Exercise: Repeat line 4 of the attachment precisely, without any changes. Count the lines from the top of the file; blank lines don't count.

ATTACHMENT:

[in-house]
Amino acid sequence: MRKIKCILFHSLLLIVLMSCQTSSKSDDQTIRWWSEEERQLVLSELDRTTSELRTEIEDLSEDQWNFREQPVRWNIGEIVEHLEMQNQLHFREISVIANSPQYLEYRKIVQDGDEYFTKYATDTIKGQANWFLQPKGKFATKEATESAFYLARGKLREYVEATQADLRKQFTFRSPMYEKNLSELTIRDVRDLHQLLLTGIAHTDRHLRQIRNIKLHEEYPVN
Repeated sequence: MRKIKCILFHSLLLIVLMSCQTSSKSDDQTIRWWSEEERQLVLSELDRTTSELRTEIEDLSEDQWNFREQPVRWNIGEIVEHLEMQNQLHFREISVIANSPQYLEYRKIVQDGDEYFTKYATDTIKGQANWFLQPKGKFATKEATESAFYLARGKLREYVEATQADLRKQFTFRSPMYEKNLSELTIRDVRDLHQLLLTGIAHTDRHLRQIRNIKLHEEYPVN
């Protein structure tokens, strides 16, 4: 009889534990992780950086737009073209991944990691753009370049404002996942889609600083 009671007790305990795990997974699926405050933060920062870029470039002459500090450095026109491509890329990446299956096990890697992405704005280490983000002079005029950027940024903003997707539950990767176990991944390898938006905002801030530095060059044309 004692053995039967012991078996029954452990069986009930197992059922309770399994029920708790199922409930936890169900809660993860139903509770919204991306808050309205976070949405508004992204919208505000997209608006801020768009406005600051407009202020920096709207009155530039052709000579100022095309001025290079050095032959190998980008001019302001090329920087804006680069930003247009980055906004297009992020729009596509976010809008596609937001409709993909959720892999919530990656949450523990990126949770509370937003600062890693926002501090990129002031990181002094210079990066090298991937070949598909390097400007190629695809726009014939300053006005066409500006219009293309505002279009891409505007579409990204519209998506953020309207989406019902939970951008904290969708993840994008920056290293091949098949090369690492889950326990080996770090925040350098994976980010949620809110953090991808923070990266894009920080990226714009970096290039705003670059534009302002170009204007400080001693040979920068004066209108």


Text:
């Protein structure tokens, strides 16, 4: 009889534990992780950086737009073209991944990691753009370049404002996942889609600083 009671007790305990795990997974699926405050933060920062870029470039002459500090450095026109491509890329990446299956096990890697992405704005280490983000002079005029950027940024903003997707539950990767176990991944390898938006905002801030530095060059044309 004692053995039967012991078996029954452990069986009930197992059922309770399994029920708790199922409930936890169900809660993860139903509770919204991306808050309205976070949405508004992204919208505000997209608006801020768009406005600051407009202020920096709207009155530039052709000579100022095309001025290079050095032959190998980008001019302001090329920087804006680069930003247009980055906004297009992020729009596509976010809008596609937001409709993909959720892999919530990656949450523990990126949770509370937003600062890693926002501090990129002031990181002094210079990066090298991937070949598909390097400007190629695809726009014939300053006005066409500006219009293309505002279009891409505007579409990204519209998506953020309207989406019902939970951008904290969708993840994008920056290293091949098949090369690492889950326990080996770090925040350098994976980010949620809110953090991808923070990266894009920080990226714009970096290039705003670059534009302002170009204007400080001693040979920068004066209108």